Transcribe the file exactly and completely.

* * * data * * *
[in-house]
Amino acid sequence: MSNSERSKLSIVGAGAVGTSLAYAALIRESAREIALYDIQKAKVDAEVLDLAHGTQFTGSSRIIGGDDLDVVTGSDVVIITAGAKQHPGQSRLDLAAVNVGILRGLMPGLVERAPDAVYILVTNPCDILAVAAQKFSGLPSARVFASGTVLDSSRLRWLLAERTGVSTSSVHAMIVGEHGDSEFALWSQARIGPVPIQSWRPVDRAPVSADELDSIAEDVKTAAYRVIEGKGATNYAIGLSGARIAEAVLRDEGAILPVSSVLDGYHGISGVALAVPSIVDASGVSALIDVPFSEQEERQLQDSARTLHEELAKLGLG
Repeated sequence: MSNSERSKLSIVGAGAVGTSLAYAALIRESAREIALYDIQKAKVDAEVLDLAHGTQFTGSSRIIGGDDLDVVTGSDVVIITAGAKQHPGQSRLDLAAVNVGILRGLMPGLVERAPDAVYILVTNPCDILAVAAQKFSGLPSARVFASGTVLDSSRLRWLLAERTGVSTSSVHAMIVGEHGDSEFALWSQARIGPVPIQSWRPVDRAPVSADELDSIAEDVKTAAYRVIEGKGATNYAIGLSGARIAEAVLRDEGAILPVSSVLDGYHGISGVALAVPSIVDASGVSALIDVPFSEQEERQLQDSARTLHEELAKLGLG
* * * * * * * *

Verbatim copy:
[in-house]
Amino acid sequence: MSNSERSKLSIVGAGAVGTSLAYAALIRESAREIALYDIQKAKVDAEVLDLAHGTQFTGSSRIIGGDDLDVVTGSDVVIITAGAKQHPGQSRLDLAAVNVGILRGLMPGLVERAPDAVYILVTNPCDILAVAAQKFSGLPSARVFASGTVLDSSRLRWLLAERTGVSTSSVHAMIVGEHGDSEFALWSQARIGPVPIQSWRPVDRAPVSADELDSIAEDVKTAAYRVIEGKGATNYAIGLSGARIAEAVLRDEGAILPVSSVLDGYHGISGVALAVPSIVDASGVSALIDVPFSEQEERQLQDSARTLHEELAKLGLG
Repeated sequence: MSNSERSKLSIVGAGAVGTSLAYAALIRESAREIALYDIQKAKVDAEVLDLAHGTQFTGSSRIIGGDDLDVVTGSDVVIITAGAKQHPGQSRLDLAAVNVGILRGLMPGLVERAPDAVYILVTNPCDILAVAAQKFSGLPSARVFASGTVLDSSRLRWLLAERTGVSTSSVHAMIVGEHGDSEFALWSQARIGPVPIQSWRPVDRAPVSADELDSIAEDVKTAAYRVIEGKGATNYAIGLSGARIAEAVLRDEGAILPVSSVLDGYHGISGVALAVPSIVDASGVSALIDVPFSEQEERQLQDSARTLHEELAKLGLG